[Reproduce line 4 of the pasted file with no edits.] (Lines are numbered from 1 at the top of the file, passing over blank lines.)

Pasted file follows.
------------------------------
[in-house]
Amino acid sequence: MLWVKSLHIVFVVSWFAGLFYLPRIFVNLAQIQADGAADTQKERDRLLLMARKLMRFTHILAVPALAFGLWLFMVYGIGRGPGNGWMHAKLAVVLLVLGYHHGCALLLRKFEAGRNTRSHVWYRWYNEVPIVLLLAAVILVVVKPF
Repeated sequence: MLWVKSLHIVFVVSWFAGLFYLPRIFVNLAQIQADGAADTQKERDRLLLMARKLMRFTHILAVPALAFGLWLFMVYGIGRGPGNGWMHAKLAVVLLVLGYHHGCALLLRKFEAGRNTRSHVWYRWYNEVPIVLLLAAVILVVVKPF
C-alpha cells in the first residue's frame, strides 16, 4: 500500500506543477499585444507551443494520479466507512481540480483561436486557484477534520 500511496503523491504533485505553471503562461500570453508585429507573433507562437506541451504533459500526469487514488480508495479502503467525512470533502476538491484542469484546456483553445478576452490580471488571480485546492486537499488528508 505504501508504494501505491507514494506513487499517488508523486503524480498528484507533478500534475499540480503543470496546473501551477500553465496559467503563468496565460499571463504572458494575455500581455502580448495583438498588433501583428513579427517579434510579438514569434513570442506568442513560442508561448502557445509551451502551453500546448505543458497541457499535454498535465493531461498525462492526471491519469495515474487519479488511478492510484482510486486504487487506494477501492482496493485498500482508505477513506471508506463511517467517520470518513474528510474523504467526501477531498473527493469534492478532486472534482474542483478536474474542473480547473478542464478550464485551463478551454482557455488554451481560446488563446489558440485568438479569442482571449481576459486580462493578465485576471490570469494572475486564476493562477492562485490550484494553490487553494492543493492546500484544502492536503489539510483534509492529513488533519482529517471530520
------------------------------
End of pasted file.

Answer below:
C-alpha cells in the first residue's frame, strides 16, 4: 500500500506543477499585444507551443494520479466507512481540480483561436486557484477534520 500511496503523491504533485505553471503562461500570453508585429507573433507562437506541451504533459500526469487514488480508495479502503467525512470533502476538491484542469484546456483553445478576452490580471488571480485546492486537499488528508 505504501508504494501505491507514494506513487499517488508523486503524480498528484507533478500534475499540480503543470496546473501551477500553465496559467503563468496565460499571463504572458494575455500581455502580448495583438498588433501583428513579427517579434510579438514569434513570442506568442513560442508561448502557445509551451502551453500546448505543458497541457499535454498535465493531461498525462492526471491519469495515474487519479488511478492510484482510486486504487487506494477501492482496493485498500482508505477513506471508506463511517467517520470518513474528510474523504467526501477531498473527493469534492478532486472534482474542483478536474474542473480547473478542464478550464485551463478551454482557455488554451481560446488563446489558440485568438479569442482571449481576459486580462493578465485576471490570469494572475486564476493562477492562485490550484494553490487553494492543493492546500484544502492536503489539510483534509492529513488533519482529517471530520